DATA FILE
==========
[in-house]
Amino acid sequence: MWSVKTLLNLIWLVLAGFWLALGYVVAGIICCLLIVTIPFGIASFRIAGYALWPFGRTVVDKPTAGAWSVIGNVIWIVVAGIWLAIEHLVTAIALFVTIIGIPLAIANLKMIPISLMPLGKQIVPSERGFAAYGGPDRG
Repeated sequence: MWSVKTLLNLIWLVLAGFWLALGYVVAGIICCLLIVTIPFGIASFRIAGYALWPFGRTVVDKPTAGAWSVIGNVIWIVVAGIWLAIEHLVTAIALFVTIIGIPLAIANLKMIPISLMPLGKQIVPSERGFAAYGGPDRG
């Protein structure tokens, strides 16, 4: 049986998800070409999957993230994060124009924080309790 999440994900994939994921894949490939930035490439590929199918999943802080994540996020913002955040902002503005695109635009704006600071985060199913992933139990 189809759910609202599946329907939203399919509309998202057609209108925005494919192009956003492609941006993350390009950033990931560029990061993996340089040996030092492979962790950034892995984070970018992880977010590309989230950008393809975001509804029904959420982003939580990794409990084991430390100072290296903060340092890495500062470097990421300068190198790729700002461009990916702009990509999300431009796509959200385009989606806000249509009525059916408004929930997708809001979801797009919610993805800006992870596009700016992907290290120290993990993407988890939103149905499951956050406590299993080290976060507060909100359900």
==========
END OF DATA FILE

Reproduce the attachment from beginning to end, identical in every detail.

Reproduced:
[in-house]
Amino acid sequence: MWSVKTLLNLIWLVLAGFWLALGYVVAGIICCLLIVTIPFGIASFRIAGYALWPFGRTVVDKPTAGAWSVIGNVIWIVVAGIWLAIEHLVTAIALFVTIIGIPLAIANLKMIPISLMPLGKQIVPSERGFAAYGGPDRG
Repeated sequence: MWSVKTLLNLIWLVLAGFWLALGYVVAGIICCLLIVTIPFGIASFRIAGYALWPFGRTVVDKPTAGAWSVIGNVIWIVVAGIWLAIEHLVTAIALFVTIIGIPLAIANLKMIPISLMPLGKQIVPSERGFAAYGGPDRG
């Protein structure tokens, strides 16, 4: 049986998800070409999957993230994060124009924080309790 999440994900994939994921894949490939930035490439590929199918999943802080994540996020913002955040902002503005695109635009704006600071985060199913992933139990 189809759910609202599946329907939203399919509309998202057609209108925005494919192009956003492609941006993350390009950033990931560029990061993996340089040996030092492979962790950034892995984070970018992880977010590309989230950008393809975001509804029904959420982003939580990794409990084991430390100072290296903060340092890495500062470097990421300068190198790729700002461009990916702009990509999300431009796509959200385009989606806000249509009525059916408004929930997708809001979801797009919610993805800006992870596009700016992907290290120290993990993407988890939103149905499951956050406590299993080290976060507060909100359900």